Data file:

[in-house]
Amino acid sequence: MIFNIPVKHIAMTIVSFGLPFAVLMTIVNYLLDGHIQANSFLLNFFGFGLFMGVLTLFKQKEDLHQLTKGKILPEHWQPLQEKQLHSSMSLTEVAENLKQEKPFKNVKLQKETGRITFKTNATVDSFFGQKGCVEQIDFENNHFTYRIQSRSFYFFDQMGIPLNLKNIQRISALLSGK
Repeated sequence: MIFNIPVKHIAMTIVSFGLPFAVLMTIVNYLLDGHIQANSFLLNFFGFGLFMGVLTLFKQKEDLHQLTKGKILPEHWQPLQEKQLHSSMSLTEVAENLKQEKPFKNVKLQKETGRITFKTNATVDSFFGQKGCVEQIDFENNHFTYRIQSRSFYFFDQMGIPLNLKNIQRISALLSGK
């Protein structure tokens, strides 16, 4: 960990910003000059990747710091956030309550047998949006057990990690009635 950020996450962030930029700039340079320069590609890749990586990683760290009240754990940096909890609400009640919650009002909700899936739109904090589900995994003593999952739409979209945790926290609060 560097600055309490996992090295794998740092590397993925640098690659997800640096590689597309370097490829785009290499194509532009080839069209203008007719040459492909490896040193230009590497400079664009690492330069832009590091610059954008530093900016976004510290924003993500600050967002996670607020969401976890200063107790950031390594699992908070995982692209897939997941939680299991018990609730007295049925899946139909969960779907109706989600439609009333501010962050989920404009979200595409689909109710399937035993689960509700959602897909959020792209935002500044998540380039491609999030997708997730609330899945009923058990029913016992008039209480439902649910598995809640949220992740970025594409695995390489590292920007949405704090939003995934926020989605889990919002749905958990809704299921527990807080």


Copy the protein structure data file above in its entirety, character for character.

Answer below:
[in-house]
Amino acid sequence: MIFNIPVKHIAMTIVSFGLPFAVLMTIVNYLLDGHIQANSFLLNFFGFGLFMGVLTLFKQKEDLHQLTKGKILPEHWQPLQEKQLHSSMSLTEVAENLKQEKPFKNVKLQKETGRITFKTNATVDSFFGQKGCVEQIDFENNHFTYRIQSRSFYFFDQMGIPLNLKNIQRISALLSGK
Repeated sequence: MIFNIPVKHIAMTIVSFGLPFAVLMTIVNYLLDGHIQANSFLLNFFGFGLFMGVLTLFKQKEDLHQLTKGKILPEHWQPLQEKQLHSSMSLTEVAENLKQEKPFKNVKLQKETGRITFKTNATVDSFFGQKGCVEQIDFENNHFTYRIQSRSFYFFDQMGIPLNLKNIQRISALLSGK
């Protein structure tokens, strides 16, 4: 960990910003000059990747710091956030309550047998949006057990990690009635 950020996450962030930029700039340079320069590609890749990586990683760290009240754990940096909890609400009640919650009002909700899936739109904090589900995994003593999952739409979209945790926290609060 560097600055309490996992090295794998740092590397993925640098690659997800640096590689597309370097490829785009290499194509532009080839069209203008007719040459492909490896040193230009590497400079664009690492330069832009590091610059954008530093900016976004510290924003993500600050967002996670607020969401976890200063107790950031390594699992908070995982692209897939997941939680299991018990609730007295049925899946139909969960779907109706989600439609009333501010962050989920404009979200595409689909109710399937035993689960509700959602897909959020792209935002500044998540380039491609999030997708997730609330899945009923058990029913016992008039209480439902649910598995809640949220992740970025594409695995390489590292920007949405704090939003995934926020989605889990919002749905958990809704299921527990807080």